"Great Expectations".

Essay by ditzydorkHigh School, 10th gradeA+, August 2003

download word file, 5 pages 5.0 2 reviews

Throughout society, many people always think they want something, yet they truly do not. There is always a constant struggle within oneself to remain true. William Shakespeare has said, "To thine own self be true." This quote ultimately says that people should be who they are and nothing else. In Charles Dickens' novel Great Expectations, he agrees with this quote. One of Dickens' major themes is that one should only be who they are. Through the use of literary elements such as characterization and plot, this theme is apparent. Through the characterization of Pip, one can see the contrasts of his happiness throughout his journey. This relates to when he is himself, and when he is no longer who he really is.

Throughout Great Expectations, the characterization of Pip varies greatly as the plot progresses. In the beginning of Volume One, Pip is young and without his property. On page 50, Dickens writes, "I believe that I dated a new admiration of Joe from that night.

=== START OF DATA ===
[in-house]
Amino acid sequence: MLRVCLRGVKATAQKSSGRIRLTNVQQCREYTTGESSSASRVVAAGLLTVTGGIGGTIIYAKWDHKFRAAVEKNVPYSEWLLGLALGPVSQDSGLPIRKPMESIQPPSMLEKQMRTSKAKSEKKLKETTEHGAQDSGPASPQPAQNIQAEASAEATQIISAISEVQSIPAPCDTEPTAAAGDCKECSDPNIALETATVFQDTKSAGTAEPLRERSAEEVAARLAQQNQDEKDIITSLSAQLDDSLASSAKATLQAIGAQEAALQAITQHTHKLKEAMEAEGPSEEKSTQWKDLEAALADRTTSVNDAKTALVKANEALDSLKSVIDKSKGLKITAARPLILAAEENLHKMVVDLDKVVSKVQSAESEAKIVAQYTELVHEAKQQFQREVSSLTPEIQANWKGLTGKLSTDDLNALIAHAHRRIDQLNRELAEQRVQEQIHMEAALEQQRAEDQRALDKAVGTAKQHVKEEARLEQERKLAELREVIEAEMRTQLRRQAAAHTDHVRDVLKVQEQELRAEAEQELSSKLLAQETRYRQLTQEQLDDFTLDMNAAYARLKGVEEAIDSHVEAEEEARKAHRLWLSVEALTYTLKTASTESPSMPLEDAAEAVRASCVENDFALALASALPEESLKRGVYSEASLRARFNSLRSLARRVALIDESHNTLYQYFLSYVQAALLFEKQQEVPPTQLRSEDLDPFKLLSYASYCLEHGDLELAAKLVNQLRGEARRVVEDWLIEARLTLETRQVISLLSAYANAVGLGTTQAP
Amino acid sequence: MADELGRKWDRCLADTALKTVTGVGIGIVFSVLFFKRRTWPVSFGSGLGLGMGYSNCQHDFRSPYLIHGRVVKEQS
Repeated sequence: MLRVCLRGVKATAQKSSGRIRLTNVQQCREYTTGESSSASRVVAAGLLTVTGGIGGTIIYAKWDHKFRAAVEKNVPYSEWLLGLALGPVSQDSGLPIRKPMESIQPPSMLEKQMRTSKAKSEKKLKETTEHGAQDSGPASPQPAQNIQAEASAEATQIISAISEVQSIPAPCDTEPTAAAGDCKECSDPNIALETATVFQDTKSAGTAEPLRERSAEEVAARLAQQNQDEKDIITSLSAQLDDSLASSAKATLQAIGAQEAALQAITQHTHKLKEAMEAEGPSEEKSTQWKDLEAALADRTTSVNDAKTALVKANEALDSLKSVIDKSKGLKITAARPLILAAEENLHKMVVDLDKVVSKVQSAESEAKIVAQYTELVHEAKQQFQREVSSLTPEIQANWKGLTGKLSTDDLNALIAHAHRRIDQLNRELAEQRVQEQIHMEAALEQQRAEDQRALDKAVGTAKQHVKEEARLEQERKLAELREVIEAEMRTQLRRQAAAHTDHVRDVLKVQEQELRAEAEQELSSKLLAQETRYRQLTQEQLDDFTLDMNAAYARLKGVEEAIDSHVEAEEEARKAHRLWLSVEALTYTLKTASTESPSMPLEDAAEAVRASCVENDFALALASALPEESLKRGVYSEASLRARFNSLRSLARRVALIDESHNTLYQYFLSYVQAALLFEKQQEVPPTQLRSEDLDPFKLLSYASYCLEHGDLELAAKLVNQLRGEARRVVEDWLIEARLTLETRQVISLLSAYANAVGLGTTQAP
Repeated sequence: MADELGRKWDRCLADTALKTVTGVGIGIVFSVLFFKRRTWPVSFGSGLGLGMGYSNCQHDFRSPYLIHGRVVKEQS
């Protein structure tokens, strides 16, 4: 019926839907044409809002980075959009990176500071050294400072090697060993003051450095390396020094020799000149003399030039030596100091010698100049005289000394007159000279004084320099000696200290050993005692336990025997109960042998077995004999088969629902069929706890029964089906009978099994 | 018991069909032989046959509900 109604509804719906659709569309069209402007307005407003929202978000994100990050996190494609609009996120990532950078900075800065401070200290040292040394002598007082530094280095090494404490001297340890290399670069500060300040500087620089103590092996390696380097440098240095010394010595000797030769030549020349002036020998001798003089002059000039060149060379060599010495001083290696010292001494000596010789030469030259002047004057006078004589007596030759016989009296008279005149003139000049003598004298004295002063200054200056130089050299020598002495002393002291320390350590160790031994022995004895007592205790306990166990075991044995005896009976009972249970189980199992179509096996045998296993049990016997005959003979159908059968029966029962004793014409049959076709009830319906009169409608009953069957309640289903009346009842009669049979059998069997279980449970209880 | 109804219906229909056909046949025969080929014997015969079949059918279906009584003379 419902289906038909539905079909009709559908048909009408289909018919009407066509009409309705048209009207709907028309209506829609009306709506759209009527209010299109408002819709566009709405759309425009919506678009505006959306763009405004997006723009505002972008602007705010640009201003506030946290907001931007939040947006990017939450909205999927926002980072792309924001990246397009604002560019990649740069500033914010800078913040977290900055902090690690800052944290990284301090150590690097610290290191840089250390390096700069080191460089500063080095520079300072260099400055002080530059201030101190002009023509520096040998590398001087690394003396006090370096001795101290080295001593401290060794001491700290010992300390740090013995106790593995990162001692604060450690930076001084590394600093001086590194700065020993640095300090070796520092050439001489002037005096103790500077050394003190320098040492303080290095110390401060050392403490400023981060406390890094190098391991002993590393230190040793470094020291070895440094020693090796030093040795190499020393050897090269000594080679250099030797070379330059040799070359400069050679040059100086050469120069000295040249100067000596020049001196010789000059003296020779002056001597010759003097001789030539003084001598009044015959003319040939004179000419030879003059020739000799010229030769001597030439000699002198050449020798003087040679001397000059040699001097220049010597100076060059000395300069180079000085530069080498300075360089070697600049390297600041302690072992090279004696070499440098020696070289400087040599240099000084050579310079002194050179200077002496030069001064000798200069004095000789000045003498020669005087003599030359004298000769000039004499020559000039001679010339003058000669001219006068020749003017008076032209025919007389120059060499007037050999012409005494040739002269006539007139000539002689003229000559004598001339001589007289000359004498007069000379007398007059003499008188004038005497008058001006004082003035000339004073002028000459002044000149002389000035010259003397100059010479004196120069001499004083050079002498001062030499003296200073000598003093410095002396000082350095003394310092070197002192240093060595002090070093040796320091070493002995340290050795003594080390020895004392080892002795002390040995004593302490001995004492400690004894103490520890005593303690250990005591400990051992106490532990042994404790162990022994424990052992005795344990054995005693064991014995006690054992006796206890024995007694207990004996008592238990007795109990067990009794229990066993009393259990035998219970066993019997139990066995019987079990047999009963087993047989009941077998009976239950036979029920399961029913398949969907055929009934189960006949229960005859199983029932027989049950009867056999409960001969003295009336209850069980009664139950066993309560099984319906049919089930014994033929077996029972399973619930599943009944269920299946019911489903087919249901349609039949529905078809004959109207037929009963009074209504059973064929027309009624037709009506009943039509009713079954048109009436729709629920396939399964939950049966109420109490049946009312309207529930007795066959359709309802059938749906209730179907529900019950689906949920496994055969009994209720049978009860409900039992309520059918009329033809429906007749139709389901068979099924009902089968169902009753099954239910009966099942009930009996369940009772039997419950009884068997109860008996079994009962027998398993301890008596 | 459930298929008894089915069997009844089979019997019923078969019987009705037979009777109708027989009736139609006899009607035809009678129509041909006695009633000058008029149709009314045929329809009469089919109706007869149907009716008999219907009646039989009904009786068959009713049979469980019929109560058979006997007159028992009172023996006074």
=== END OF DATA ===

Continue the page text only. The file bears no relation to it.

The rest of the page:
We were equals afterwards, as we had been before... I was looking up to Joe in my heart." With this quote, one can see many things. Pip is characterized loyal andas having much admiration for Joe. With the direct phrase of "looking up to Joe in my heart," one can see how much Joe means to Pip. There is mention of them being equals and a huge sense of happiness. It can properly be interpreted that Pip is characterized as being happy, with the keywords of "admiration" and "heart". However, when Pip's life starts to change regarding social status, he himself changes as well. On page 63, it is written, "As I cried, I kicked the wall, and took a hard twist at my hair; so bitter were my feelings.." This quote displays Pip's...